Speak from the heart. I’m a big believer in the principle that it’s not so much what you say but how you say it that matters most. If you speak from the heart, it’s likely to be appreciated. Let them know why you admire and respect them.

    Combine vulnerability and confidence. Make sure your request and early communications don’t sound either too needy or overly confident. Let the person know that you’re eager to learn and want to improve.

    Be gracious. If the person says yes, thank them warmly and follow up with a handwritten thank-you note. Schedule your first meeting promptly to get the momentum going. Keep your tone both enthusiastic and professional.

    Treat rejection as a lesson too. If you get rejected don’t take it personally. If you have a chance, ask why they chose not to accept. The answer may help you improve your next attempt, or it may be just a question of overcommitment or bad timing. Whatever the response, know that you were courageous enough to ask. Be proud of yourself and find someone else to ask.

    Make it a two-way relationship. As you work with the other person, keep your desire to learn and grow at the forefront to make good use of your time together. At the same time, look for ways you can benefit them—there may be times when your own perspective or background will be helpful.

    Lead from within: Learning how to build a relationship with someone you admire is a skill that is both worthy and meaningful. This type of connection is a valuable investment, so treat it with care.


    #1 N A T I O N A L  B E S T S E L L E R

    The Leadership Gap
    What Gets Between You and Your Greatness


    After decades of coaching powerful executives around the world, Lolly Daskal has observed that leaders rise to their positions relying on a specific set of values and traits. But in time, every executive reaches a point when their performance suffers and failure persists. Very few understand why or how to prevent it.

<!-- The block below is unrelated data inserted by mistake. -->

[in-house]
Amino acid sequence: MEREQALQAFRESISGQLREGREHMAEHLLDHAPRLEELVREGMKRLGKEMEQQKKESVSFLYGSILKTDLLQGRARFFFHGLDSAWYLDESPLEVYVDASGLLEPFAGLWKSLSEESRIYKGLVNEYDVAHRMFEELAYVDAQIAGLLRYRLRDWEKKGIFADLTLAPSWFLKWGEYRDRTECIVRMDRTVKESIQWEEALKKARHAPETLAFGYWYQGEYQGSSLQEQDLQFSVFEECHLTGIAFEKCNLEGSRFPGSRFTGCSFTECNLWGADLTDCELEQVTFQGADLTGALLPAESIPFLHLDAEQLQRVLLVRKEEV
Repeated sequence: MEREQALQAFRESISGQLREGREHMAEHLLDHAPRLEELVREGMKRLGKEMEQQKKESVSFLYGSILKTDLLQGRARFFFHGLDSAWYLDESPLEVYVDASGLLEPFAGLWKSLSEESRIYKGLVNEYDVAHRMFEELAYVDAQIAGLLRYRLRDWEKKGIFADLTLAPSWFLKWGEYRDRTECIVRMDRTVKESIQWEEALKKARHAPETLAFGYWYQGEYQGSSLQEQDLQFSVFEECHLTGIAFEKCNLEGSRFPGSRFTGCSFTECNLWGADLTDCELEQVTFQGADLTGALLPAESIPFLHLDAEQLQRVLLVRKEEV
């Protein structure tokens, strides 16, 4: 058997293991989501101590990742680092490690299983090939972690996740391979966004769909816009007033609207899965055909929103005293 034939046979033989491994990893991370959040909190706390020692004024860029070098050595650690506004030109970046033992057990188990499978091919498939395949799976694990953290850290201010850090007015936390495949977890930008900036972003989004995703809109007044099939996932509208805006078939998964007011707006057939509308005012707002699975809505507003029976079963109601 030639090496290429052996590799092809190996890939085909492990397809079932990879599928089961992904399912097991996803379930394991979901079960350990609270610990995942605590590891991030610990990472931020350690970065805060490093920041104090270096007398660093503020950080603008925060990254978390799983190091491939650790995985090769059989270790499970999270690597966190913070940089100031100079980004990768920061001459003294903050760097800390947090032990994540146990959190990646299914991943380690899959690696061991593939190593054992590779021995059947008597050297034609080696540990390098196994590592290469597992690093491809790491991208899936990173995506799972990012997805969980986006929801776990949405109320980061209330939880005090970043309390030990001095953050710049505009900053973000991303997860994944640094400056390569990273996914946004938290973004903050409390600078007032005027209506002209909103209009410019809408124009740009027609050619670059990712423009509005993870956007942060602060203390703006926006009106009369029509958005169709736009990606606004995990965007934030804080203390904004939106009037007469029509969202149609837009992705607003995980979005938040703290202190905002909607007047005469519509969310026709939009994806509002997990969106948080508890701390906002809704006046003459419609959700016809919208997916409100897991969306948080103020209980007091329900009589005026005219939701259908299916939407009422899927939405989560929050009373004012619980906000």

buy now

     


    Additional Reading you might enjoy:

     

    Photo Credit: iStockPhotos

    The post How to Build a Relationship with a Leader You Admire appeared first on Lolly Daskal.

     
  • feedwordpress 09:00:53 on 2021/02/02 Permalink
    Tags: , , , , , , , , , Trust, ,   

    What Happens When a Leader Stops Communicating 


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    He was a great businessman, but stubborn. As his coach, I was recommending that he be more transparent within his organization, but he kept insisting that his people didn’t need communication—they just needed to do their work. After some back and forth, he said in exasperation, “Maybe I’ll just stop communicating altogether!”

    I told him it was the worst idea he’d ever had.

    A lack of communication from leadership has the potential to harm teams, businesses, workplace dynamics, and the processes that keep everything moving. An uncommunicative leader often causes serious organizational problems. Some of the most common: